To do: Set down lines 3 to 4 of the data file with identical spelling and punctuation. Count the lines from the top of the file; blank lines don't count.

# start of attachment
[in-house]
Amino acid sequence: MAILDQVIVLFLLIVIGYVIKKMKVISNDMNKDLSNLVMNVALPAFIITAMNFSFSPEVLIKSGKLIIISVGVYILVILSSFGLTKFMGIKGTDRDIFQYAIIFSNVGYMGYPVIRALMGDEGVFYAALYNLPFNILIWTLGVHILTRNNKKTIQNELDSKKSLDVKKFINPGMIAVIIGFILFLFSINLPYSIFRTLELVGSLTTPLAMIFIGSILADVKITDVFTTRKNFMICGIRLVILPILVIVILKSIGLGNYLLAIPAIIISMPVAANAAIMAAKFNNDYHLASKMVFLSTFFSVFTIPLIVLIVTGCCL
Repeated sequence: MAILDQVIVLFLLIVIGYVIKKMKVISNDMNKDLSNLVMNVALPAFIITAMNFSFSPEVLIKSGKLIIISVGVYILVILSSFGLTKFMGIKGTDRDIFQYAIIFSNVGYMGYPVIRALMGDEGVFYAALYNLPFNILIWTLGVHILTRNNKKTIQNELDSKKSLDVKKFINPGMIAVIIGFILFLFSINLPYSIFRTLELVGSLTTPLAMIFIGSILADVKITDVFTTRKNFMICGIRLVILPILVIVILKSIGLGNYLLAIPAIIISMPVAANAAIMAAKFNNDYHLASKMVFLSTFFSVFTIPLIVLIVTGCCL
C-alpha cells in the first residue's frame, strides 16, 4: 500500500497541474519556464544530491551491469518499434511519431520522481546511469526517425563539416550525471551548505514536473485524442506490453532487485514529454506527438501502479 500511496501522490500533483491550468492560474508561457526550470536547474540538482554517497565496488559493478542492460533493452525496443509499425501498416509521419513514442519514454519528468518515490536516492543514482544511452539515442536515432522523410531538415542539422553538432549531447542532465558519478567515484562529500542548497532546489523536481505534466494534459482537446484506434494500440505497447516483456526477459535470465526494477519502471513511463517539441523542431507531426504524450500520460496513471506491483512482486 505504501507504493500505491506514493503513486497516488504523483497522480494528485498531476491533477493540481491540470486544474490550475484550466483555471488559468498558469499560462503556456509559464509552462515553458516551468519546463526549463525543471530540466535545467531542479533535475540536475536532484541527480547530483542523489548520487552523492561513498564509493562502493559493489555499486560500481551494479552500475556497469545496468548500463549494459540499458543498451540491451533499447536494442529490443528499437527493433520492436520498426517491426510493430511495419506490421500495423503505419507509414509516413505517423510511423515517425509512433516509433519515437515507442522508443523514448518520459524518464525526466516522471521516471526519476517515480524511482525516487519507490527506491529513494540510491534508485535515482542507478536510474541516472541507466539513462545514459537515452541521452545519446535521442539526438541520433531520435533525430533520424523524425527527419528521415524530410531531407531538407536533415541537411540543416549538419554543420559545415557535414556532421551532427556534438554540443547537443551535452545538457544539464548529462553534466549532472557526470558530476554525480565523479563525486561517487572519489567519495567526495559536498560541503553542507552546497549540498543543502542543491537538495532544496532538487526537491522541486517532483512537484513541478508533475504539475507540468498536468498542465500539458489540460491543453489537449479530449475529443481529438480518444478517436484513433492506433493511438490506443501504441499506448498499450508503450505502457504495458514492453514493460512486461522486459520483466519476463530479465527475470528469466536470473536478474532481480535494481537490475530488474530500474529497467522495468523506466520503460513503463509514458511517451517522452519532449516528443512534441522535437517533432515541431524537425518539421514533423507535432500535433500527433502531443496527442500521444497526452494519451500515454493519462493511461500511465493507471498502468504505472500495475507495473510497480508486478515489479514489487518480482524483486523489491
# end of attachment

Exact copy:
Repeated sequence: MAILDQVIVLFLLIVIGYVIKKMKVISNDMNKDLSNLVMNVALPAFIITAMNFSFSPEVLIKSGKLIIISVGVYILVILSSFGLTKFMGIKGTDRDIFQYAIIFSNVGYMGYPVIRALMGDEGVFYAALYNLPFNILIWTLGVHILTRNNKKTIQNELDSKKSLDVKKFINPGMIAVIIGFILFLFSINLPYSIFRTLELVGSLTTPLAMIFIGSILADVKITDVFTTRKNFMICGIRLVILPILVIVILKSIGLGNYLLAIPAIIISMPVAANAAIMAAKFNNDYHLASKMVFLSTFFSVFTIPLIVLIVTGCCL
C-alpha cells in the first residue's frame, strides 16, 4: 500500500497541474519556464544530491551491469518499434511519431520522481546511469526517425563539416550525471551548505514536473485524442506490453532487485514529454506527438501502479 500511496501522490500533483491550468492560474508561457526550470536547474540538482554517497565496488559493478542492460533493452525496443509499425501498416509521419513514442519514454519528468518515490536516492543514482544511452539515442536515432522523410531538415542539422553538432549531447542532465558519478567515484562529500542548497532546489523536481505534466494534459482537446484506434494500440505497447516483456526477459535470465526494477519502471513511463517539441523542431507531426504524450500520460496513471506491483512482486 505504501507504493500505491506514493503513486497516488504523483497522480494528485498531476491533477493540481491540470486544474490550475484550466483555471488559468498558469499560462503556456509559464509552462515553458516551468519546463526549463525543471530540466535545467531542479533535475540536475536532484541527480547530483542523489548520487552523492561513498564509493562502493559493489555499486560500481551494479552500475556497469545496468548500463549494459540499458543498451540491451533499447536494442529490443528499437527493433520492436520498426517491426510493430511495419506490421500495423503505419507509414509516413505517423510511423515517425509512433516509433519515437515507442522508443523514448518520459524518464525526466516522471521516471526519476517515480524511482525516487519507490527506491529513494540510491534508485535515482542507478536510474541516472541507466539513462545514459537515452541521452545519446535521442539526438541520433531520435533525430533520424523524425527527419528521415524530410531531407531538407536533415541537411540543416549538419554543420559545415557535414556532421551532427556534438554540443547537443551535452545538457544539464548529462553534466549532472557526470558530476554525480565523479563525486561517487572519489567519495567526495559536498560541503553542507552546497549540498543543502542543491537538495532544496532538487526537491522541486517532483512537484513541478508533475504539475507540468498536468498542465500539458489540460491543453489537449479530449475529443481529438480518444478517436484513433492506433493511438490506443501504441499506448498499450508503450505502457504495458514492453514493460512486461522486459520483466519476463530479465527475470528469466536470473536478474532481480535494481537490475530488474530500474529497467522495468523506466520503460513503463509514458511517451517522452519532449516528443512534441522535437517533432515541431524537425518539421514533423507535432500535433500527433502531443496527442500521444497526452494519451500515454493519462493511461500511465493507471498502468504505472500495475507495473510497480508486478515489479514489487518480482524483486523489491